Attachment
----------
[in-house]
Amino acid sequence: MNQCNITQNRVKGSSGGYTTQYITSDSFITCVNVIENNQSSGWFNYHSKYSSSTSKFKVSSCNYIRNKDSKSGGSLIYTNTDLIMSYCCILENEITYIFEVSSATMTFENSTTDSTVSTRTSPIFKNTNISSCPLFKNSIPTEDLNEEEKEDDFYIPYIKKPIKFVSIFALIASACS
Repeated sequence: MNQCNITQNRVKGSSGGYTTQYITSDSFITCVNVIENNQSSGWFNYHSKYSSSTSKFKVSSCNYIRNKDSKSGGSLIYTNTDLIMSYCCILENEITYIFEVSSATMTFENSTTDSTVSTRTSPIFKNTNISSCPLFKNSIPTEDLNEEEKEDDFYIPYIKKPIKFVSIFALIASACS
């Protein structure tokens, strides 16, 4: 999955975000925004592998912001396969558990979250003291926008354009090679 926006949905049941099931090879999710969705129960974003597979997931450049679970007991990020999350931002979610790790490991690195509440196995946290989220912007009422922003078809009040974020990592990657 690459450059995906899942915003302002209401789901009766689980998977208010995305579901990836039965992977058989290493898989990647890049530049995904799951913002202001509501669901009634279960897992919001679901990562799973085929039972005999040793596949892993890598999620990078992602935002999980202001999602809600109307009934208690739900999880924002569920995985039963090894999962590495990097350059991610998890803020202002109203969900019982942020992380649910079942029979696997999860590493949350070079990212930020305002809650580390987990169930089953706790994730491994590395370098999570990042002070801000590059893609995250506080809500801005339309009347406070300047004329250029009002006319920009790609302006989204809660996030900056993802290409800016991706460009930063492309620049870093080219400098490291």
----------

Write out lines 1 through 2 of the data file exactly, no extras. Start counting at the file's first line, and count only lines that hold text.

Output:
[in-house]
Amino acid sequence: MNQCNITQNRVKGSSGGYTTQYITSDSFITCVNVIENNQSSGWFNYHSKYSSSTSKFKVSSCNYIRNKDSKSGGSLIYTNTDLIMSYCCILENEITYIFEVSSATMTFENSTTDSTVSTRTSPIFKNTNISSCPLFKNSIPTEDLNEEEKEDDFYIPYIKKPIKFVSIFALIASACS